Wednesday, January 16, 2008
by Greg Palast
Wednesday, January 16, 2008
Bend over, pull out your wallet and kiss your Abe 'goodbye.' The Lincolns have got to go - and so do the Hamiltons and Jacksons.
Those bills in your billfold aren't yours anymore. The landlords of our currency - Citibank, the national treasury of China and the House of Saud - are foreclosing and evicting all Americans from the US economy.
It's mornings like this, when I wake up hung-over to photos of the King of Saudi Arabia festooning our President with gold necklaces, that I reluctantly remember that I am an economist; and one with some responsibility to explain what the hell Bush is doing kissing Abdullah's camel.
Let's begin by stating why Bush is not in Saudi Arabia. Bush ain't there to promote 'Democracy' nor peace in Palestine, nor even war in Iran. And, despite what some pinhead from CNN stated, he sure as hell didn't go to Riyadh to tell the Saudis to cut the price of oil.
What's really behind Bush's hajj to Riyadh is that America is in hock up to our knickers. The sub-prime mortgage market implosion, hitting a dozen banks with over $100 billion in losses, is just the tip of the debt-berg.
Since taking office, Bush has doubled the federal debt to more than $5 trillion. And, according to US Treasury figures, on net, foreign investors have purchased close to 100% of that debt. That's $3 trillion borrowed from the Saudis, the Chinese, the Japanese and others.
Now, Bush, our Debt Junkie-in-Chief, needs another fix. The US Treasury, Citibank, Merrill-Lynch and other financial desperados need another hand-out from Abdullah's stash. Abdullah, in turn, gets this financial juice by pumping it out of our pockets at nearly $100 a barrel for his crude.
Bush needs the Saudis to charge us big bucks for oil. The Saudis can't lend the US Treasury and Citibank hundreds of billions of US dollars unless they first get these US dollars from the US. The high price of oil is, in effect, a tax levied by Bush but collected by the oil industry and the Gulf kingdoms to fund our multi-trillion dollar governmental and private debt-load.
The US Treasury is not alone in its frightening dependency on Arabian loot. America's private financial institutions are also begging for foreign treasure. Yesterday, King Abdullah's nephew, Prince Alwaleed bin Talal, already the top individual owner of Citibank, joined the Kuwait government's Investment Authority and others to mainline a $12.5 billion injection of capital into the New York bank. Also this week, the Abu Dhabi government and the Saudi Olayan Group are taking a $6.6 billion chunk of Merrill-Lynch. It's no mere coincidence that Bush is in Abdullah's tent when the money-changers made the deal just outside it.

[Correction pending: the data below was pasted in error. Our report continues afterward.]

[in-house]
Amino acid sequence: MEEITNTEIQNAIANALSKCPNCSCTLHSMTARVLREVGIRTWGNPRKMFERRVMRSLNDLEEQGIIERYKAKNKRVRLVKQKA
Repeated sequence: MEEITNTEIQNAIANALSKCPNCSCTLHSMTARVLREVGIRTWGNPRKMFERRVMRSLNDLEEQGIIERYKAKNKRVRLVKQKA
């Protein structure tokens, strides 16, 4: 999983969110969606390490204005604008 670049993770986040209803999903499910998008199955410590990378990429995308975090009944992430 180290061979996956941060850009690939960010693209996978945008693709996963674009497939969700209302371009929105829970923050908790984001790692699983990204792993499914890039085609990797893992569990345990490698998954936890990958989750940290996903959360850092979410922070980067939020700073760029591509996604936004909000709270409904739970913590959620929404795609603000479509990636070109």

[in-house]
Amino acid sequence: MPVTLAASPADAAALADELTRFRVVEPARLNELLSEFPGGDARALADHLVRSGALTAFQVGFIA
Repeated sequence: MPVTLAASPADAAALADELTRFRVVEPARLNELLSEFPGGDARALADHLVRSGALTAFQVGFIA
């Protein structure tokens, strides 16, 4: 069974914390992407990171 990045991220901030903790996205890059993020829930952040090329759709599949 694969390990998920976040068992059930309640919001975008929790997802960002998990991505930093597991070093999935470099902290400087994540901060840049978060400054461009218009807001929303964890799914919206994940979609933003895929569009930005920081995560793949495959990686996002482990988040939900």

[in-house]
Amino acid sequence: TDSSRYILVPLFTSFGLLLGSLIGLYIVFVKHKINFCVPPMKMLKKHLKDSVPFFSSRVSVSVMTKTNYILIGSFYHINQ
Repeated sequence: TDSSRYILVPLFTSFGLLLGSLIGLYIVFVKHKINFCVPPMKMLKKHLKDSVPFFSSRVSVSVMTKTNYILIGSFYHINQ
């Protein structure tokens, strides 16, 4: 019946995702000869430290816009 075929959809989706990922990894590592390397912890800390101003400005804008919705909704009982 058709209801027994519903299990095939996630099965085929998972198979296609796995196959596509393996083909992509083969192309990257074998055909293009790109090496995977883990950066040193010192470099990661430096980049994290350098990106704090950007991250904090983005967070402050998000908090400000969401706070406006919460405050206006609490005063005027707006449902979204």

Bush is there to assure Abdullah that, unlike Dubai's ports purchase debacle, there will be no political impediment to the Saudi's buying up Citibank nor the isle of Manhattan.
So what? I mean, for the average American about to lose their job and their bungalow it doesn't matter a twit whether it's Sheik bin Alwaleed who owns Citibank or Sheik Sanford Weill, Citi's past Chairman.
It's the price paid to buy back our money from abroad that's killing us. Despite the Koranic prohibition on charging interest, the Gulf princes demand their pound of flesh, exacting a 7% payment from Citibank and 9% from Merrill. That hefty interest bill then pushes adjustable rate mortgages into the stratosphere and pushes manufacturing into China by making borrowing and energy costs impossible to overcome. Forget the cost of health care: General Motors' interest burden quintupled in just two years.
As the great economist Paddy Chayefsky wrote in the film The Network:
"The Arabs have taken billions of dollars out of this country, and now they must put it back. ... It is ebb and flow, tidal gravity.... There are no nations, there are no peoples. There is only one vast and immense, interwoven, multi-national dominion of petro-dollars. ... There is no America. There is no 'democracy.' The world is a business, one vast and ecumenical holding company, for whom all men will work."
In 2005, the US consumer paid Arab and OPEC nations a quarter trillion dollars ($252 billion) for oil - and the USA received back 100% of it - and then some ($311 billion) via Gulf nations' investment in US Treasury bills and purchases of US businesses and property. Bush's trip to Abdullah's tent is all about this vast business of keeping this petro-dollar treadmill spinning.
The Bush Administration, rather than tax Americans to cover our deficits or make the banks suffer the consequences of their predatory lending practices, is allowing the Saudis to charge us big time at the pump with the understanding they will lend it all back to us - so the party never has to stop.
It has been reported that the President's Secret Service men traveling with him seemed embarrassed by the eye-popping loads of diamond and gold gifts which they have to carry back for President Bush. They need not feel they have taken too much from their hosts: Bush has assured Abdullah that the King can suck it back out through our gas tanks.
Greg Palast is the author of The Network: The World as a Company Town, in the New York Times bestseller, Armed Madhouse. Hear Ed Asner read from the book and the film 'The Network' at www.gregpalast.com
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